Upon contemplating the question certified by the Family Court, it became clear to us that the precise issue we must decide is ultimately the following: What is the meaning of the word “marriage” within the Rhode Island stature that empowers the Family Court to grant divorces—or stated even more precisely, what did the word mean at the time that the members of the General Assembly enacted the statute? It is imperative that we direct our attention to the meaning of this statutory term at that point in time.
When we are called upon to decide what the General Assembly intended when it enacted a particular stature, we always being with the principle that “[t]he plain statutory language is the best indicator of legislative intent.”…It is clear to us that in this instance we are not confronted with an ambiguous stature. Therefore we simply must determine what the words in this stature were intended to mean….
Words can have different meanings at different points of historical time, but it is the role of the judiciary to ascertain what meaning a particular word had when the stature containing that word was enacted. It is possible that today’ members of the General Assembly might have an understanding of the term “marriage” that differs from the understanding of those legislators who [created the Family Court] in 1961, but our role is to interpret what was enacted and not to speculate as to what some other not-yet-enacted statute might say or mean.
With respect to the case at hand, there is absolutely no reason to believe that, when the act creating the Family Court became law in 1961, the legislators understood the word marriage to refer to any state other than “the state of being united to a person of the opposite sex.” The quoted words are the definition of marriage that is set forth in the 1961 edition of Webster’s Third New International Dictionary of the English Language. {They cite other similar definitions – ed.} In each case, the primary dictionary definition of marriage refers only to a union between a man and a woman.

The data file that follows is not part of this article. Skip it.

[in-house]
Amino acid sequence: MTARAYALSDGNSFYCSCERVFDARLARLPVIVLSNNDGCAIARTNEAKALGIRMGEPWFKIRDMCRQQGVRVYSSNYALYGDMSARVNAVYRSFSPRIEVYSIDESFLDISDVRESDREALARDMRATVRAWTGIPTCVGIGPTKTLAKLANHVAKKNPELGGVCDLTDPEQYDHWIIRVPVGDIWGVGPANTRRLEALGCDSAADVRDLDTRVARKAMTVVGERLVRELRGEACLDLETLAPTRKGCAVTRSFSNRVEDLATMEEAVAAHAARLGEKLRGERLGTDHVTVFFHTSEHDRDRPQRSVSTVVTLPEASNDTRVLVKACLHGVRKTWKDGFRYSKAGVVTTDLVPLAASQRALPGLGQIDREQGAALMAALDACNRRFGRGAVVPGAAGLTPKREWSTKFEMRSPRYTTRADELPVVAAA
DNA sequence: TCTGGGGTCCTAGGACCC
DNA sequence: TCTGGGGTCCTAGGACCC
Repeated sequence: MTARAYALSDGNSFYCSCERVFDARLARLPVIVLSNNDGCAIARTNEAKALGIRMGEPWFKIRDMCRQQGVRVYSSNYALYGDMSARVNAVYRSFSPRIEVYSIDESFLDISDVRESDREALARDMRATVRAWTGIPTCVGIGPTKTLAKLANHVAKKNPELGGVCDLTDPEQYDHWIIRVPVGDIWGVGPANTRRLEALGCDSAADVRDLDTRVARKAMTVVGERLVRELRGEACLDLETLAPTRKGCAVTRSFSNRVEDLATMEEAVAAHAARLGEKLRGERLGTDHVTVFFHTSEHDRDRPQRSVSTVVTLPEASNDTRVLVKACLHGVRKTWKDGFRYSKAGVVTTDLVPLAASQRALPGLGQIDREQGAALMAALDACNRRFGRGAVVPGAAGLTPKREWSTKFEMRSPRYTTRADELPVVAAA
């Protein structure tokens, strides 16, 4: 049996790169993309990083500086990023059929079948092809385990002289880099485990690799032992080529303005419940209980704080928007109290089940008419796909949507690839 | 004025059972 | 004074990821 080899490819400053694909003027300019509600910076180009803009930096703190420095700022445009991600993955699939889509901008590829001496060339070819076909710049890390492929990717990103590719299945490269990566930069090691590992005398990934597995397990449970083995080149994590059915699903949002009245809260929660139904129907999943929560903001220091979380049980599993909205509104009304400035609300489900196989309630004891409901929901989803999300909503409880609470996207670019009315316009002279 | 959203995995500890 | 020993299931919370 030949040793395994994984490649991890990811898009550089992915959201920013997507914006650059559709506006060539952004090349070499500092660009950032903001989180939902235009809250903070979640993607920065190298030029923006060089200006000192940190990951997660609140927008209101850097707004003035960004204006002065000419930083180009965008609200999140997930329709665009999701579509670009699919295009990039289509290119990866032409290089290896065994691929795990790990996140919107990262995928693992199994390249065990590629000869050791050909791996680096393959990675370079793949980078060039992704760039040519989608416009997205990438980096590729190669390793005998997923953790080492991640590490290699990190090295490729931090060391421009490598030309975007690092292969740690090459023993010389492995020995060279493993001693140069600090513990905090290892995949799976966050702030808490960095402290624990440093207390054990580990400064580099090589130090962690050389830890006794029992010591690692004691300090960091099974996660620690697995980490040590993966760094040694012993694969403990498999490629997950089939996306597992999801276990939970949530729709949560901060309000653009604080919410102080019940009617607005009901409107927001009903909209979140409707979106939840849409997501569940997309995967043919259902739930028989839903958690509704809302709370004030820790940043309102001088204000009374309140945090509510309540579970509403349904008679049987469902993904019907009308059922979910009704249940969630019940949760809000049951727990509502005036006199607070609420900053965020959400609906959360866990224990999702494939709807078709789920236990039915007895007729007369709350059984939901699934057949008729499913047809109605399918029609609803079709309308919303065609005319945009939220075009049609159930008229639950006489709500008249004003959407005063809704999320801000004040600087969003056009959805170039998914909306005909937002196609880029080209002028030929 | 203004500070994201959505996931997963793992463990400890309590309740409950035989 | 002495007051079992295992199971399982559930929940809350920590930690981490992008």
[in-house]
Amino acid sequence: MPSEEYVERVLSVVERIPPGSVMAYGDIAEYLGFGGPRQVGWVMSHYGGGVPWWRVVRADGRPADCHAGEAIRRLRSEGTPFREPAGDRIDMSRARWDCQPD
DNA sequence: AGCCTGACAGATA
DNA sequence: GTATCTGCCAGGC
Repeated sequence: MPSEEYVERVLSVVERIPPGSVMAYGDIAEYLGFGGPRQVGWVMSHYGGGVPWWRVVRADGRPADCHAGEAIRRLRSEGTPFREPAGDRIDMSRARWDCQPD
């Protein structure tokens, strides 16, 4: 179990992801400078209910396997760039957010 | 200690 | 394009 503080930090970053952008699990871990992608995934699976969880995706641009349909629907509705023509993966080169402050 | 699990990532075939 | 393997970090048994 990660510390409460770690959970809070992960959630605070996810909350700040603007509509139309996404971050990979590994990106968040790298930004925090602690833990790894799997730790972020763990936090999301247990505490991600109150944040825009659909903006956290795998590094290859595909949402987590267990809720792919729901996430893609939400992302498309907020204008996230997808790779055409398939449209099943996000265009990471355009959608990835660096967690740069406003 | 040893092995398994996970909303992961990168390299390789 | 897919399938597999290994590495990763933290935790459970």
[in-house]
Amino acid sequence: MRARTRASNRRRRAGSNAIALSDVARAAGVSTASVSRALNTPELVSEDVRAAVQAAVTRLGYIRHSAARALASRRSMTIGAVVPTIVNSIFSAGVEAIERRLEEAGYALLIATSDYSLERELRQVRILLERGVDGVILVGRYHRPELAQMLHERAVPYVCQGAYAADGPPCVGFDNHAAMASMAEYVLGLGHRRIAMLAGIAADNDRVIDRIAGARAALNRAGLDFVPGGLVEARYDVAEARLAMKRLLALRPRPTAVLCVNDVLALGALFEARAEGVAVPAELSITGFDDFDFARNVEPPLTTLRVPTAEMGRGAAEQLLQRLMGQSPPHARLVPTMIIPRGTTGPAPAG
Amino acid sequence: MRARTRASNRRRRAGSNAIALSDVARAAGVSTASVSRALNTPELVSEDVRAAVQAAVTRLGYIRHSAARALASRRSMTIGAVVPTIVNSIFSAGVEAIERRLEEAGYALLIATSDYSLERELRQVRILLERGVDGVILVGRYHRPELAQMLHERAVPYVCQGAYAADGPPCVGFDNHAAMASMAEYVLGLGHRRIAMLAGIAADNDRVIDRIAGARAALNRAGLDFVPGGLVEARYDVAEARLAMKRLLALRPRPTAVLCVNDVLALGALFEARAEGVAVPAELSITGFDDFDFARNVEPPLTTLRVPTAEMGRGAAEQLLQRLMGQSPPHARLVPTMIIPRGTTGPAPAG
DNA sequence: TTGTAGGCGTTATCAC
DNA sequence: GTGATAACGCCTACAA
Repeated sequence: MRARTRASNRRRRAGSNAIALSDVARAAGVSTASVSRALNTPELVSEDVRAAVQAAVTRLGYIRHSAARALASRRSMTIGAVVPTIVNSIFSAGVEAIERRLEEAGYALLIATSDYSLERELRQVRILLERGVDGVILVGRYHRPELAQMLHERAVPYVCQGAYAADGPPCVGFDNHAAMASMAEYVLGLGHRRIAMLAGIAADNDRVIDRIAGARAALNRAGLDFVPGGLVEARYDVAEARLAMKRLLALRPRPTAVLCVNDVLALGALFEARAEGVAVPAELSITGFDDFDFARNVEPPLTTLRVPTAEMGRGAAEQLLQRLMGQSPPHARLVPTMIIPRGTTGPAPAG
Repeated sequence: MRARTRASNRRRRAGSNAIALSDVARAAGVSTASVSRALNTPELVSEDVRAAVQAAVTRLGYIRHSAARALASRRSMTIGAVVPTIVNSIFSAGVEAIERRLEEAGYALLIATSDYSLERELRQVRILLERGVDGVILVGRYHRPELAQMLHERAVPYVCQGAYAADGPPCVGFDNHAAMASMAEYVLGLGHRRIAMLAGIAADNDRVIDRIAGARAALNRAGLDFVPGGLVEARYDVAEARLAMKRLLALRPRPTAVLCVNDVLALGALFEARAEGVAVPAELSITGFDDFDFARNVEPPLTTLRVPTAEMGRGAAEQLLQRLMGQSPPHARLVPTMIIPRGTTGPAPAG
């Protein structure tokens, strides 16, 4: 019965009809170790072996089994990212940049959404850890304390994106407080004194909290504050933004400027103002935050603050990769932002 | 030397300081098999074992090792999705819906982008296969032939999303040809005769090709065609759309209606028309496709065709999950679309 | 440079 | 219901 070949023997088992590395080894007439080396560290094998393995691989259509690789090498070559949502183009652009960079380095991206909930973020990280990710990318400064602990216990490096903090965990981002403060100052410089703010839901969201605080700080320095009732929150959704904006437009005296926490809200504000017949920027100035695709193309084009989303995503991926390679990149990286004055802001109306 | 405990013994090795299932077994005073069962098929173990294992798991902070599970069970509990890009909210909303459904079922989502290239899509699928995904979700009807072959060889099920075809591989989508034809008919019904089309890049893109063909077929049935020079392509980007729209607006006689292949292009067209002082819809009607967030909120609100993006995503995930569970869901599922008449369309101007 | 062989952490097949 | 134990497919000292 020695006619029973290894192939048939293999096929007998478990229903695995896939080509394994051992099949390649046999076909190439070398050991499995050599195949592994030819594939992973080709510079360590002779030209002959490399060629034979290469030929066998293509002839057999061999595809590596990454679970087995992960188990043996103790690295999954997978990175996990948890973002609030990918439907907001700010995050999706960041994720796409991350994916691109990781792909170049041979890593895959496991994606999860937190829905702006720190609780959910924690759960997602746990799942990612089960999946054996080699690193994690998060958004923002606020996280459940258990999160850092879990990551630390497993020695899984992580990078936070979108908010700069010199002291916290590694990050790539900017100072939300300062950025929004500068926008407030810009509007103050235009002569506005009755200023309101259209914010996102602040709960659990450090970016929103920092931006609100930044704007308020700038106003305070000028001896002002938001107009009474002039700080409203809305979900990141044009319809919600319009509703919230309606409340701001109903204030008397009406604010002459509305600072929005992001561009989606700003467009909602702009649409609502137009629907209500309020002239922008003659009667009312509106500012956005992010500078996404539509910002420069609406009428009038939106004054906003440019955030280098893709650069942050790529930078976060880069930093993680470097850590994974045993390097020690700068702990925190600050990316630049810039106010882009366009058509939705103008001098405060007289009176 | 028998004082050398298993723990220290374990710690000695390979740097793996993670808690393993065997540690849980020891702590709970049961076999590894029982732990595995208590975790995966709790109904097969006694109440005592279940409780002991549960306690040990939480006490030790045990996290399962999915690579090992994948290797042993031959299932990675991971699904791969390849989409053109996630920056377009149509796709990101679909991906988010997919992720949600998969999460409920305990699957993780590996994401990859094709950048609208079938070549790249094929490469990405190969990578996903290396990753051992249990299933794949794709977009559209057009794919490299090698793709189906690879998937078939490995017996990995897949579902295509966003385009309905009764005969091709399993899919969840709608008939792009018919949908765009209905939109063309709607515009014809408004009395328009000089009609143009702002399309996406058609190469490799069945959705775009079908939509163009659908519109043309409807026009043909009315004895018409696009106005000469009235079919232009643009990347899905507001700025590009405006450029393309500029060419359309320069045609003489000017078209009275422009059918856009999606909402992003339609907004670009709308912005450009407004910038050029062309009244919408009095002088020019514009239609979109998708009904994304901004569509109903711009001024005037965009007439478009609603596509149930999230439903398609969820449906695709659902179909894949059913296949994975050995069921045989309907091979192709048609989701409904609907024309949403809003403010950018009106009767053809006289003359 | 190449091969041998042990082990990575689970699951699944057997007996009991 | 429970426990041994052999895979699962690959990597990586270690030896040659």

It is pertinent to note that Chief Justice Margaret Marshall, writing in 2003 for the plurality in Goodridge v. Department of Public Health…expressly acknowledged that the decision of the Supreme Judicial Court in that case “marks a significant change in the definition of marriage as it has been inherited from the common law, and understood by many societies for centuries.”…
As we understand the language of the existing divorce stature, it does not constitute “express language conferring subject-matter jurisdiction upon the Family Court” whereby it could entertain a divorce petition involving two persons of the same sex….Moreover, “[i]n the absence of a clear legislative intent to the contrary, such jurisdiction cannot be inferred.”…The plain meaning of the word “marriage”…indicates to us that the Family Court is without jurisdiction to entertain the instant petition for divorce.